See the Pen 16. Grabbing Elements and Creating Event Listeners by SitePoint (@SitePoint)on CodePen.

This is the trickiest bit. We need some math to work out the shine position. We’re going to translate the shine after its initial reset. We need to first update the shine styles to accommodate this. We’re using the scoped CSS variables –x and –y. We give them a fallback of -150 so they’ll be out of shot when the demo loads:
.button__shine {
top: 0;
left: 0;
transform: translate3d(-50%, -50%, 1vmin) translate(calc(var(–x, -150) * 1%), calc(var(–y, -150) * 1%));
}

Then, in our update function we calculate the new position for the shine. We’re basing this on a percentage of the button size. We can calculate this by subtracting the button position from our pointer position. Then we divide that by the position. To finish, multiply by 200 to get a percentage:
const BOUNDS = CONTENT.getBoundingClientRect()
const POS_X = ((x – BOUNDS.x) / BOUNDS.width) * 200
const POS_Y = ((y – BOUNDS.y) / BOUNDS.height) * 200

For example, POS_X:
Grab pointer position x.
Subtract button position x.
Divide by button width.
Multiply by 200.
We multiply by 200 because the shine is half the size of the button. This particular part is tricky because we’re trying to track the pointer and map it into 3D space.
To apply that to the button, we can set those CSS variables using gsap.set. That’s a GSAP method that works as a zero second tween. It’s particularly useful for setting values on elements:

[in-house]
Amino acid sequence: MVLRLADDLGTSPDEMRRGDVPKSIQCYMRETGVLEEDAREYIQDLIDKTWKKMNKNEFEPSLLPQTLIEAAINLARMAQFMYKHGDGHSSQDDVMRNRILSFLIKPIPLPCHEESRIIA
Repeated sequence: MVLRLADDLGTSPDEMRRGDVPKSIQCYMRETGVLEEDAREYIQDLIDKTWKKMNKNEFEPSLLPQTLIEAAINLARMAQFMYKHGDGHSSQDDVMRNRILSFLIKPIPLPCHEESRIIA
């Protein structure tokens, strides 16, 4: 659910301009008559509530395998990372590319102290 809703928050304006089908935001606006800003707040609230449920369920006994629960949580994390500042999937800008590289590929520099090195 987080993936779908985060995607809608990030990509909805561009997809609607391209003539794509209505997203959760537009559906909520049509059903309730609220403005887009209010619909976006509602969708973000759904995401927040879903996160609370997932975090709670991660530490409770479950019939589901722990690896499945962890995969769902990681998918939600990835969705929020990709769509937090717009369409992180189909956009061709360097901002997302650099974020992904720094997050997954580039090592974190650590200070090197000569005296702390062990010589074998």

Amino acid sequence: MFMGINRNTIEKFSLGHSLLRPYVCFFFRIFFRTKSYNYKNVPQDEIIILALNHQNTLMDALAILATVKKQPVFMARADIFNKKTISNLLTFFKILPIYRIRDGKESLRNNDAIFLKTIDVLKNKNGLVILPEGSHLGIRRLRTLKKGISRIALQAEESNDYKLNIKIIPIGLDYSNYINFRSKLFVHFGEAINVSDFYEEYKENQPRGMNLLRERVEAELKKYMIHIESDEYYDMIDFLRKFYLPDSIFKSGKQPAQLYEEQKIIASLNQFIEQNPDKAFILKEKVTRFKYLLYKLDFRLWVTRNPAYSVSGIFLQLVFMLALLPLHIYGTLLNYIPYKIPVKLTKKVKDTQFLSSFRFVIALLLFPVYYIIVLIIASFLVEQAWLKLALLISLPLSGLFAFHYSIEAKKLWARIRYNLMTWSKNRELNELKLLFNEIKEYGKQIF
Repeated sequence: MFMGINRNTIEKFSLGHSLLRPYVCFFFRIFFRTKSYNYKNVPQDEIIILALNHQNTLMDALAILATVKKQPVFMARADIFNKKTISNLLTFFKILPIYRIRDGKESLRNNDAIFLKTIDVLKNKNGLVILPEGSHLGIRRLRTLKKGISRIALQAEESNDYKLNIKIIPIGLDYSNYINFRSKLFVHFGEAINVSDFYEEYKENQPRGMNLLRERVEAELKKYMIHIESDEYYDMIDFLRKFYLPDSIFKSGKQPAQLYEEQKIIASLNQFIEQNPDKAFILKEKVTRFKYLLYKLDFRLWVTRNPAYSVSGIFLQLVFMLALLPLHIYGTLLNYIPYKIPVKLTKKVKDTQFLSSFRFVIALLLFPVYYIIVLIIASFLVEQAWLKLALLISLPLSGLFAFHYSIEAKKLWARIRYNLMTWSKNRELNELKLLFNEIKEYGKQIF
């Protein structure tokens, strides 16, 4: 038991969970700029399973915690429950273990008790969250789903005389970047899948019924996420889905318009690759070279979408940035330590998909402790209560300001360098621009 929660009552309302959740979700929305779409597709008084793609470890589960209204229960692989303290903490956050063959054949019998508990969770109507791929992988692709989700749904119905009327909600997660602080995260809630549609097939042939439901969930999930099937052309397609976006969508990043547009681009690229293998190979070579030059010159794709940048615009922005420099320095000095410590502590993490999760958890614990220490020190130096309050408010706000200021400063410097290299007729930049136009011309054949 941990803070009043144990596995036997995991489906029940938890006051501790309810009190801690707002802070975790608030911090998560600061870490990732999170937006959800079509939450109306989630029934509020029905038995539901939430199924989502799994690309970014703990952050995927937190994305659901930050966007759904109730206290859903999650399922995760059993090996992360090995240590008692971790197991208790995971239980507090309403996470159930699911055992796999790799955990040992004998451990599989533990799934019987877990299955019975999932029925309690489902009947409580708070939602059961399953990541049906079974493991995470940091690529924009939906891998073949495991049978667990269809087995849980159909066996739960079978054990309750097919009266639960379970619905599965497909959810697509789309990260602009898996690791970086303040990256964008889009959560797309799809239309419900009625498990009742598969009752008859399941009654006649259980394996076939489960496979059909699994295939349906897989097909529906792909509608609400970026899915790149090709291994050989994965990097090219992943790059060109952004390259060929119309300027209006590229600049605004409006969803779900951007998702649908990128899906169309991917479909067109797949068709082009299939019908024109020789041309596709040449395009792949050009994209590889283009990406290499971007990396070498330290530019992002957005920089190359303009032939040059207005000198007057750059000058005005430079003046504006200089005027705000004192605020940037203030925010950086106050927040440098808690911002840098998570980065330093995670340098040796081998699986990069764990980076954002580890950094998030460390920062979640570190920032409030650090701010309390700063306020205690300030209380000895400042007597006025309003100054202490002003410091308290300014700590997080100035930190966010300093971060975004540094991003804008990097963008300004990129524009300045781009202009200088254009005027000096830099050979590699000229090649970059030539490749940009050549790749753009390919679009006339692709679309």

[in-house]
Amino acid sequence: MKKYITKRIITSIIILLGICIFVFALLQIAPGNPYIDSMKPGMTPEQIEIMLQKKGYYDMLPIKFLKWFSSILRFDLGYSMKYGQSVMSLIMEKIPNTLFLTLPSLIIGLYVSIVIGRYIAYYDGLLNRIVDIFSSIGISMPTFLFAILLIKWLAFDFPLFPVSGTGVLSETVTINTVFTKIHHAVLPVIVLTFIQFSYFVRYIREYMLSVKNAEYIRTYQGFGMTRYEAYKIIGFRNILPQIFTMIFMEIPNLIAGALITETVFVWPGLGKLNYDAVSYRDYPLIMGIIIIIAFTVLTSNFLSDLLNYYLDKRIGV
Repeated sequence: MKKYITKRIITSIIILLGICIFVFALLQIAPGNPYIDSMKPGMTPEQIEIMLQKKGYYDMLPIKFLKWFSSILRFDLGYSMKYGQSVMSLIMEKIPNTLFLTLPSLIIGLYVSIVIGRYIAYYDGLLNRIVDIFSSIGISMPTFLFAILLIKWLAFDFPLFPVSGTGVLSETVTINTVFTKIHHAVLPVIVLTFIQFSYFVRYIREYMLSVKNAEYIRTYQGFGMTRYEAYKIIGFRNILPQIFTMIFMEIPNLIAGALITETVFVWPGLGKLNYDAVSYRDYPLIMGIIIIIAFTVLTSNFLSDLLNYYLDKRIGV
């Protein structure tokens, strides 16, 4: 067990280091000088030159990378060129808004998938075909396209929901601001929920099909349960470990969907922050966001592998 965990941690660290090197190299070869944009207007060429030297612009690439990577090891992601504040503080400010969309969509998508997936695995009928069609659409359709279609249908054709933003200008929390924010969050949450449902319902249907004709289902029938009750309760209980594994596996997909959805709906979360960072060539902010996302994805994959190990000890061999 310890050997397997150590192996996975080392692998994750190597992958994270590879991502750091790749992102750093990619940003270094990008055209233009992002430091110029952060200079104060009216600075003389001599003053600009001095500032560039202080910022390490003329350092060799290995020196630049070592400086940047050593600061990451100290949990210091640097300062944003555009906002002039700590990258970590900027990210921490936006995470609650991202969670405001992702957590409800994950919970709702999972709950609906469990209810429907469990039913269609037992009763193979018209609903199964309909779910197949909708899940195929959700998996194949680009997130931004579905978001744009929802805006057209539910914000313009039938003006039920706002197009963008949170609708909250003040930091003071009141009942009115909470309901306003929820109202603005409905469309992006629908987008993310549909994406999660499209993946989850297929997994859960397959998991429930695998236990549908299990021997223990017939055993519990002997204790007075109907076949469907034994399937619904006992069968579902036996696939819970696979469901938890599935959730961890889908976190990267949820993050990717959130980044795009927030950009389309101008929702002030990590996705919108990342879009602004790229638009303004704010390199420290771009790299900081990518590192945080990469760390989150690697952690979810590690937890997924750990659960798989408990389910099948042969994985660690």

gsap.set(SHINE, {
‘–x’: POS_X,
‘–y’: POS_Y
})

But, if we want to take it one step further, we can use a quickSetter from GSAP, which would be better for performance in real-world scenarios where we’re making lots of updates:
const xySet = gsap.quickSetter(SHINE, ‘css’)

xySet({
‘–x’: POS_X,
‘–y’: POS_Y
})

That makes our update function look something like this:
const UPDATE = ({x, y}) = > {
const BOUNDS = CONTENT.getBoundingClientRect()
const POS_X = ((x – BOUNDS.x) / BOUNDS.width) * 200
const POS_Y = ((y – BOUNDS.y) / BOUNDS.height) * 200
xySet({
‘–x’: POS_X,
‘–y’: POS_Y
})
}

The accuracy of following the pointer would need more calculations to be precise. Have a play with this demo where the overflow on the button is visible and the shine is more prominent. You can see how the shine element loses its tracking.

See the Pen 17. Translating the Shine Playground by SitePoint (@SitePoint)on CodePen.

This demo puts everything where it should be.

See the Pen 18. Translating the Shine by SitePoint (@SitePoint)on CodePen.